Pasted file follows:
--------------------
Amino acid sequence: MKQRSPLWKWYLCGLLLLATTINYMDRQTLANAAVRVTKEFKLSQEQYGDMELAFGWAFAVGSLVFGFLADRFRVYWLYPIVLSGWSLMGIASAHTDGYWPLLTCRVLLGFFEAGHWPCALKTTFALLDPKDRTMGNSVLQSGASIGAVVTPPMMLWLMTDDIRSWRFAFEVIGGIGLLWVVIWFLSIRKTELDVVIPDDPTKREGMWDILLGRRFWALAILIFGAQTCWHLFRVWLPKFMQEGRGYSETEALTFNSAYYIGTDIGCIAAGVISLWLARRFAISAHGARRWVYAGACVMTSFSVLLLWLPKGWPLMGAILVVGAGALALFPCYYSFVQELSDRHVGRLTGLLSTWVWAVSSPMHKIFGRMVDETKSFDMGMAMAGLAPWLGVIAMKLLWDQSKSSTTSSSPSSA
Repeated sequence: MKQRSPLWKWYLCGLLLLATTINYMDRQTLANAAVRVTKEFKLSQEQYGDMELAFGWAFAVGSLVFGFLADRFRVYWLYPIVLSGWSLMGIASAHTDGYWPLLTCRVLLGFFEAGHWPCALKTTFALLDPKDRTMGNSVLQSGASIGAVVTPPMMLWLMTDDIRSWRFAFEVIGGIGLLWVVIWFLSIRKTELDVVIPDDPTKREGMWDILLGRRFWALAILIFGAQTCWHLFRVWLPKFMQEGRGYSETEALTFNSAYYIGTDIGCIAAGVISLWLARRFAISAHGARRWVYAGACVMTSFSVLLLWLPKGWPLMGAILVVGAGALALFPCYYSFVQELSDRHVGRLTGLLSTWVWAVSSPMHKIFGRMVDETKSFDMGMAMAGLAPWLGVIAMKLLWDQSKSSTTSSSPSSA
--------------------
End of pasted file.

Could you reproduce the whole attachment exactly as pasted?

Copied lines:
Amino acid sequence: MKQRSPLWKWYLCGLLLLATTINYMDRQTLANAAVRVTKEFKLSQEQYGDMELAFGWAFAVGSLVFGFLADRFRVYWLYPIVLSGWSLMGIASAHTDGYWPLLTCRVLLGFFEAGHWPCALKTTFALLDPKDRTMGNSVLQSGASIGAVVTPPMMLWLMTDDIRSWRFAFEVIGGIGLLWVVIWFLSIRKTELDVVIPDDPTKREGMWDILLGRRFWALAILIFGAQTCWHLFRVWLPKFMQEGRGYSETEALTFNSAYYIGTDIGCIAAGVISLWLARRFAISAHGARRWVYAGACVMTSFSVLLLWLPKGWPLMGAILVVGAGALALFPCYYSFVQELSDRHVGRLTGLLSTWVWAVSSPMHKIFGRMVDETKSFDMGMAMAGLAPWLGVIAMKLLWDQSKSSTTSSSPSSA
Repeated sequence: MKQRSPLWKWYLCGLLLLATTINYMDRQTLANAAVRVTKEFKLSQEQYGDMELAFGWAFAVGSLVFGFLADRFRVYWLYPIVLSGWSLMGIASAHTDGYWPLLTCRVLLGFFEAGHWPCALKTTFALLDPKDRTMGNSVLQSGASIGAVVTPPMMLWLMTDDIRSWRFAFEVIGGIGLLWVVIWFLSIRKTELDVVIPDDPTKREGMWDILLGRRFWALAILIFGAQTCWHLFRVWLPKFMQEGRGYSETEALTFNSAYYIGTDIGCIAAGVISLWLARRFAISAHGARRWVYAGACVMTSFSVLLLWLPKGWPLMGAILVVGAGALALFPCYYSFVQELSDRHVGRLTGLLSTWVWAVSSPMHKIFGRMVDETKSFDMGMAMAGLAPWLGVIAMKLLWDQSKSSTTSSSPSSA